Long Island, NY may well have invented the suburbs. If it didn't, it took the concept to new heights (or depths) and now, it's trying to take them green.
At least, Nassau County Executive Thomas Suozzi wants to see one town, Levittown, "America's first green suburb" primarily by providing tax incentives to improve the energy efficiency of homes (think efficient windows and light bulbs, attic insulation and the like).
In an op-ed in today's Newsday, Scott Carlin, an associate professor of geography at the C.W. Post Campus of Long Island University, makes an excellent case for a deeper theory of sustainability. Some of his suggestions:
Re-invigorate ties to cities and villages, and build new homes only where there is existing water and sewer infrastructure, sidewalks, schools, businesses and the other pieces of a community within a reasonably close radius. In other words, make it so we can get out of our cars and walk.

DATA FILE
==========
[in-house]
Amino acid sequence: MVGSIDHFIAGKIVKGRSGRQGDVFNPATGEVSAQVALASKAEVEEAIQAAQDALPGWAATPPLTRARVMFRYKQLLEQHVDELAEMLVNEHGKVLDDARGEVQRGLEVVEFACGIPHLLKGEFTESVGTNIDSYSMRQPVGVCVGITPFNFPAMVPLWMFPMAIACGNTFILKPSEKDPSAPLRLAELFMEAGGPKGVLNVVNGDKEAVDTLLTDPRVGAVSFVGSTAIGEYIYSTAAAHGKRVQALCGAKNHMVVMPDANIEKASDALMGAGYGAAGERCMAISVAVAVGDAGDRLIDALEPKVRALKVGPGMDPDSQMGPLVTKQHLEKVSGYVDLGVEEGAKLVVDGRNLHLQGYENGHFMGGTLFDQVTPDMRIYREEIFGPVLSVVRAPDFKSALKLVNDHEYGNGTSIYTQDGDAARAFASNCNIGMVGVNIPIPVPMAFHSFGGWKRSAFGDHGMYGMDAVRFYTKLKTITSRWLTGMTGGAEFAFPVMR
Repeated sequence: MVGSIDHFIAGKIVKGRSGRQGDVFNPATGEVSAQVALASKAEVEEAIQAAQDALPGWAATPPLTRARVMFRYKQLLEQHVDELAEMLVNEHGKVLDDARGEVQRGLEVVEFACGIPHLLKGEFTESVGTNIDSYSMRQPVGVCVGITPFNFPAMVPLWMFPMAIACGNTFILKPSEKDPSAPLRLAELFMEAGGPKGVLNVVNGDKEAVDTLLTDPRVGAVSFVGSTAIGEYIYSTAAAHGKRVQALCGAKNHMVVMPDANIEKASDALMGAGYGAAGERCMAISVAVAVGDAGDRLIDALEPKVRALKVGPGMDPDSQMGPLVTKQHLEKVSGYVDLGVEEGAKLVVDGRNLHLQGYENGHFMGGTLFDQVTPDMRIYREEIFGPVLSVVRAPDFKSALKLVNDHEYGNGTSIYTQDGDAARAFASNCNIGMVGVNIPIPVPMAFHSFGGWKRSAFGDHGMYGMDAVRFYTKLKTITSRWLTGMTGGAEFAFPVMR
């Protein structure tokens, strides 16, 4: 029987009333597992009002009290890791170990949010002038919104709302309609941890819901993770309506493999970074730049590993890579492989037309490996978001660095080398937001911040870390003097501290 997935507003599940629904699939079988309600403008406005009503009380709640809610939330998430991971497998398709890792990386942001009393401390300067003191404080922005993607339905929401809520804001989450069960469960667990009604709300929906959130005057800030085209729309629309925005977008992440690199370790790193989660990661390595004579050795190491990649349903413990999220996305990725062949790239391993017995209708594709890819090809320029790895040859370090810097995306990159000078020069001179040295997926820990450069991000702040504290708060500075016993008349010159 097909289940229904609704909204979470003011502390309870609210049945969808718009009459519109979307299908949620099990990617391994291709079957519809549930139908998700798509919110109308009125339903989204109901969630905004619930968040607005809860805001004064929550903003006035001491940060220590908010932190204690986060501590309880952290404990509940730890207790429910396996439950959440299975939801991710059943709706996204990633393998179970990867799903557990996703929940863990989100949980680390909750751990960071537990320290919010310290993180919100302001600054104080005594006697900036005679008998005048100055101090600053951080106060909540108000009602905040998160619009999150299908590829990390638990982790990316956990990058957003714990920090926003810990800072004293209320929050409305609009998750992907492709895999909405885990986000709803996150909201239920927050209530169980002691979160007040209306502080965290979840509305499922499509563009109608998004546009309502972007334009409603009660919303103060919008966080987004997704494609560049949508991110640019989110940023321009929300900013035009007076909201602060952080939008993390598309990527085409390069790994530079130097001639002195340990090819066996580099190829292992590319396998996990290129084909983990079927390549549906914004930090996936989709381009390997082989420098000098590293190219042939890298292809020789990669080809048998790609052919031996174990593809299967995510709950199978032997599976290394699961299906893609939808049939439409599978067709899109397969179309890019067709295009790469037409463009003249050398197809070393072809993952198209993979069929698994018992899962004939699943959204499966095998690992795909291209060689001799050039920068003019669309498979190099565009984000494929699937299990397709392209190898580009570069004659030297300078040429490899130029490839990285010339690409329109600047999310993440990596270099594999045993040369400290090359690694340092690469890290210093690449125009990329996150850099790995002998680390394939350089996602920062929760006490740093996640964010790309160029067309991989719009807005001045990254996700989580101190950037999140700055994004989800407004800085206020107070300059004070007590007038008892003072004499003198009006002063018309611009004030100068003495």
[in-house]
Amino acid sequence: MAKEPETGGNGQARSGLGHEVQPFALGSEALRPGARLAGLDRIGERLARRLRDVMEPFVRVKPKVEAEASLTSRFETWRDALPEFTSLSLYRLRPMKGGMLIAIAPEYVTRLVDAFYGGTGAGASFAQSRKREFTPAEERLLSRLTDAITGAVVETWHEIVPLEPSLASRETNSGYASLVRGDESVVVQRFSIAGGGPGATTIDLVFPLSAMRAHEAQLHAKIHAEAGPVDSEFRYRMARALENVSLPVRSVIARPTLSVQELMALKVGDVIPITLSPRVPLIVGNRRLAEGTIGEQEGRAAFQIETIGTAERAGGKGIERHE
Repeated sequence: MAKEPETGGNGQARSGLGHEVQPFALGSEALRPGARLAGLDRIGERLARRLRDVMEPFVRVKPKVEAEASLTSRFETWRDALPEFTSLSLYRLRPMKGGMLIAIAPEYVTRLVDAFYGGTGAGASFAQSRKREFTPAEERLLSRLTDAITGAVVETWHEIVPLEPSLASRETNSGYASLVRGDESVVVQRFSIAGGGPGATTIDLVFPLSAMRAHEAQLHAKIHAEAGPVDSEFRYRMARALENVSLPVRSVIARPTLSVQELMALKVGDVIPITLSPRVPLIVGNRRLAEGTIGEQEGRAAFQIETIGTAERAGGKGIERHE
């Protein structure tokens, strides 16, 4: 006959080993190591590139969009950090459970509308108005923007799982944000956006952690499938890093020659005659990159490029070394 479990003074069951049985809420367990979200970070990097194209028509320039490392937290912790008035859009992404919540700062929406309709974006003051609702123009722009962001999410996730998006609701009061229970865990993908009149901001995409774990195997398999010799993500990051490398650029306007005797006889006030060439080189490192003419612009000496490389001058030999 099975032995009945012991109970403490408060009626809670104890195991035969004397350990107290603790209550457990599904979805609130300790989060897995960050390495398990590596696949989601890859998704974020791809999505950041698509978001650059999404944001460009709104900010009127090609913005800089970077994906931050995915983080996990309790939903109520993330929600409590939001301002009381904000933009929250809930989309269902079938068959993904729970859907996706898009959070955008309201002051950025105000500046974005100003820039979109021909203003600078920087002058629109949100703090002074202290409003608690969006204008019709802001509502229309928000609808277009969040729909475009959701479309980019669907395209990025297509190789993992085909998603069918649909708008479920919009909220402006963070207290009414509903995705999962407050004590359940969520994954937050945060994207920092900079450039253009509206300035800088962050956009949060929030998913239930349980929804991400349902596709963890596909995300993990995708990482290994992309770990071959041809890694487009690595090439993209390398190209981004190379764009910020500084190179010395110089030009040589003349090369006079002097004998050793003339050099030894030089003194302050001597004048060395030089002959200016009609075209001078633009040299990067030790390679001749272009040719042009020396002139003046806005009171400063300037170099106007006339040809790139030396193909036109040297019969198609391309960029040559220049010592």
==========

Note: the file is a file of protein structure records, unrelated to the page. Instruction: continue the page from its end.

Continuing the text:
Preserve the farms outside of these villages and cities so that local foods is abundant, fresh and available.
Re-think the cost of natural resources and how we pay for them. Hike fees on the use of electricity, gas and forest products, he suggests, and cut the income tax commensurately.
Enact government subsidies for high-tech energy improvements, like solar panels, that cost a lot of money up-front, but pay for themselves over time and use a fraction of the energy. And allow businesses, as well as homeowners, to sell any excess electricity they produce back to the utility.
Start cultural exchanges with communities in developing nations, so that American suburbanites can watch their know-how and investments that seem small have dramatic impacts in parts of the world that lack many of the luxuries we enjoy.
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